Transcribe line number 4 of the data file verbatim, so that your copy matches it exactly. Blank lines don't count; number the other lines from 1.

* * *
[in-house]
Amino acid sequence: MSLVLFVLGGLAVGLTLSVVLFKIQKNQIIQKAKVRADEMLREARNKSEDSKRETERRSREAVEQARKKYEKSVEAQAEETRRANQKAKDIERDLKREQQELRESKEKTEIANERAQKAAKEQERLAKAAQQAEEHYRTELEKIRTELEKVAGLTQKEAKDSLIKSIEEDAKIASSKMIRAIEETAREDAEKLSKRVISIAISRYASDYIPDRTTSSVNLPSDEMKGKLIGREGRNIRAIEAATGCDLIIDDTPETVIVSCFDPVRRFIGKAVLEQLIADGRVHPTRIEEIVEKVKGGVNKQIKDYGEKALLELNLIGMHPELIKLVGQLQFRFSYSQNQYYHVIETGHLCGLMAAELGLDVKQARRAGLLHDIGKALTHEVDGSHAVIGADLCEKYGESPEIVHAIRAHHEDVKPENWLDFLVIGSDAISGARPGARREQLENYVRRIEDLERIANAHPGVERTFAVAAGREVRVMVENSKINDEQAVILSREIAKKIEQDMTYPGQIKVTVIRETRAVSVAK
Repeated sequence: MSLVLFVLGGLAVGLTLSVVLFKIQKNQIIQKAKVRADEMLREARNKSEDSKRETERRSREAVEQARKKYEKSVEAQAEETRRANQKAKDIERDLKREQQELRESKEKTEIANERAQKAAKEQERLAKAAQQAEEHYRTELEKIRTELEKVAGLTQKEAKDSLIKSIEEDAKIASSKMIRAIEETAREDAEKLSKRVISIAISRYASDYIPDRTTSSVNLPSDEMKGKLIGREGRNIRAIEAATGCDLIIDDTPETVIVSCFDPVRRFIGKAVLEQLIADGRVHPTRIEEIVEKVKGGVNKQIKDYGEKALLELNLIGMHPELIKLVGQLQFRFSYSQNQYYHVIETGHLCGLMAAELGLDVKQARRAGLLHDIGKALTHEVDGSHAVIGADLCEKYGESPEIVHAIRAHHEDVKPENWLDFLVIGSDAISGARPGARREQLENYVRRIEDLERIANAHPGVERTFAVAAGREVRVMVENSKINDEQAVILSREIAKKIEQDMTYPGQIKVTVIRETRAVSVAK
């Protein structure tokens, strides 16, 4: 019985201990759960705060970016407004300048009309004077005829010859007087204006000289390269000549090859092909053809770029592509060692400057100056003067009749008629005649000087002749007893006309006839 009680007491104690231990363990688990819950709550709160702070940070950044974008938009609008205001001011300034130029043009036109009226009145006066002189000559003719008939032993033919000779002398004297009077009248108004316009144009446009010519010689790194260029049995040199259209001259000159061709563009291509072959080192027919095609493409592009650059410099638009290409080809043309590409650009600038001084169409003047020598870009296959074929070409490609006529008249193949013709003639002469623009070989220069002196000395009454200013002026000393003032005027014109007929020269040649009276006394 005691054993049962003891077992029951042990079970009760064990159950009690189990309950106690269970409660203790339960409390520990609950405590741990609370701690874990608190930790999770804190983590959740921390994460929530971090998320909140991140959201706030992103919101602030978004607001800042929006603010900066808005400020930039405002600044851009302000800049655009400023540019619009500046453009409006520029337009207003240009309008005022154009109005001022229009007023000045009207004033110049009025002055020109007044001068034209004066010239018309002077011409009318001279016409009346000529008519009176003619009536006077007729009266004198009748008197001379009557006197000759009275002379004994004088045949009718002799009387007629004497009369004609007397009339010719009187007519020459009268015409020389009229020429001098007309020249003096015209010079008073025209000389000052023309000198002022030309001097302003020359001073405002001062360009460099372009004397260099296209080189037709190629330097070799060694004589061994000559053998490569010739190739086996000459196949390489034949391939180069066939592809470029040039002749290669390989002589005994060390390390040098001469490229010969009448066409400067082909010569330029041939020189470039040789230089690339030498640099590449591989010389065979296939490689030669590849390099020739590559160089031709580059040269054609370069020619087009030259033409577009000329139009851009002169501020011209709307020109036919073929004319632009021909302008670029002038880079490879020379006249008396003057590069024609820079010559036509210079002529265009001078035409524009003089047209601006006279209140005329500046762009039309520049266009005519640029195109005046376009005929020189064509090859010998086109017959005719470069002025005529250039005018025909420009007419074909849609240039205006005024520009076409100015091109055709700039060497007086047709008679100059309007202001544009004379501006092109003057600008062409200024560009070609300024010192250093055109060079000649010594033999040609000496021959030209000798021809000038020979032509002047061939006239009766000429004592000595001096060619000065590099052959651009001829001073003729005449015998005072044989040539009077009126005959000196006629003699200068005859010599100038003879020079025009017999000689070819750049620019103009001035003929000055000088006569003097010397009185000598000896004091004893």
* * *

């Protein structure tokens, strides 16, 4: 019985201990759960705060970016407004300048009309004077005829010859007087204006000289390269000549090859092909053809770029592509060692400057100056003067009749008629005649000087002749007893006309006839 009680007491104690231990363990688990819950709550709160702070940070950044974008938009609008205001001011300034130029043009036109009226009145006066002189000559003719008939032993033919000779002398004297009077009248108004316009144009446009010519010689790194260029049995040199259209001259000159061709563009291509072959080192027919095609493409592009650059410099638009290409080809043309590409650009600038001084169409003047020598870009296959074929070409490609006529008249193949013709003639002469623009070989220069002196000395009454200013002026000393003032005027014109007929020269040649009276006394 005691054993049962003891077992029951042990079970009760064990159950009690189990309950106690269970409660203790339960409390520990609950405590741990609370701690874990608190930790999770804190983590959740921390994460929530971090998320909140991140959201706030992103919101602030978004607001800042929006603010900066808005400020930039405002600044851009302000800049655009400023540019619009500046453009409006520029337009207003240009309008005022154009109005001022229009007023000045009207004033110049009025002055020109007044001068034209004066010239018309002077011409009318001279016409009346000529008519009176003619009536006077007729009266004198009748008197001379009557006197000759009275002379004994004088045949009718002799009387007629004497009369004609007397009339010719009187007519020459009268015409020389009229020429001098007309020249003096015209010079008073025209000389000052023309000198002022030309001097302003020359001073405002001062360009460099372009004397260099296209080189037709190629330097070799060694004589061994000559053998490569010739190739086996000459196949390489034949391939180069066939592809470029040039002749290669390989002589005994060390390390040098001469490229010969009448066409400067082909010569330029041939020189470039040789230089690339030498640099590449591989010389065979296939490689030669590849390099020739590559160089031709580059040269054609370069020619087009030259033409577009000329139009851009002169501020011209709307020109036919073929004319632009021909302008670029002038880079490879020379006249008396003057590069024609820079010559036509210079002529265009001078035409524009003089047209601006006279209140005329500046762009039309520049266009005519640029195109005046376009005929020189064509090859010998086109017959005719470069002025005529250039005018025909420009007419074909849609240039205006005024520009076409100015091109055709700039060497007086047709008679100059309007202001544009004379501006092109003057600008062409200024560009070609300024010192250093055109060079000649010594033999040609000496021959030209000798021809000038020979032509002047061939006239009766000429004592000595001096060619000065590099052959651009001829001073003729005449015998005072044989040539009077009126005959000196006629003699200068005859010599100038003879020079025009017999000689070819750049620019103009001035003929000055000088006569003097010397009185000598000896004091004893």